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You are here : 3-RX.com > Medical Encyclopedia > Diseases and Conditions > Rabies
      Category : Health Centers > Brain and Nervous System


Overview, Causes, & Risk Factors | Symptoms & Signs | Diagnosis & Tests | Prevention & Expectations | Treatment & Monitoring

Rabies is a fatal nervous system infection that is caused by the rabies virus.

What is going on in the body?

The rabies virus is present worldwide. It can be spread to humans by many different animals. In the US, animal bites from wild animals, such as raccoons, skunks and bats, usually pass the virus on to people. In less developed countries where cats and dogs are not vaccinated against rabies, dog bites are the most common source of rabies.

The rabies virus lives in the saliva of infected animals. It is spread to another animal or a person through a bite or through licking an open wound. In rare cases, people may have breathed in the virus while visiting a heavily infected area, such as a bat cave. In some recent cases of human rabies, there has been no known contact with a bat or other potentially infected animal. This suggests that very little physical contact with an infected animal may be needed to catch the virus in some cases.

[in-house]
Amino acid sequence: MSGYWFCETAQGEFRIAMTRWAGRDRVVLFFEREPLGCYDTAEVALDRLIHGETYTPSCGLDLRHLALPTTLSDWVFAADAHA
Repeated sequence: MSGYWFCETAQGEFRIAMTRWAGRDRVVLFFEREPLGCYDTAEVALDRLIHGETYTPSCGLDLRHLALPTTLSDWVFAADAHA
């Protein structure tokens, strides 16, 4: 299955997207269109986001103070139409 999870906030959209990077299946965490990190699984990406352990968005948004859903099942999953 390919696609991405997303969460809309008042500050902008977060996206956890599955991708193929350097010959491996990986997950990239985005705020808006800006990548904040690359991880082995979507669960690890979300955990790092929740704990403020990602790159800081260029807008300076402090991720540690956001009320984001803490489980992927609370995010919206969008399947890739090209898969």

What are the causes and risks of the infection?

The rabies virus causes the infection. Unless people exposed to the virus are treated promptly, death is almost certain. Treatment rarely helps after symptoms develop.


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Rabies: Symptoms & Signs

Author: Danielle Zerr, MD
Reviewer: Adam Brochert, MD
Date Reviewed: 07/27/01

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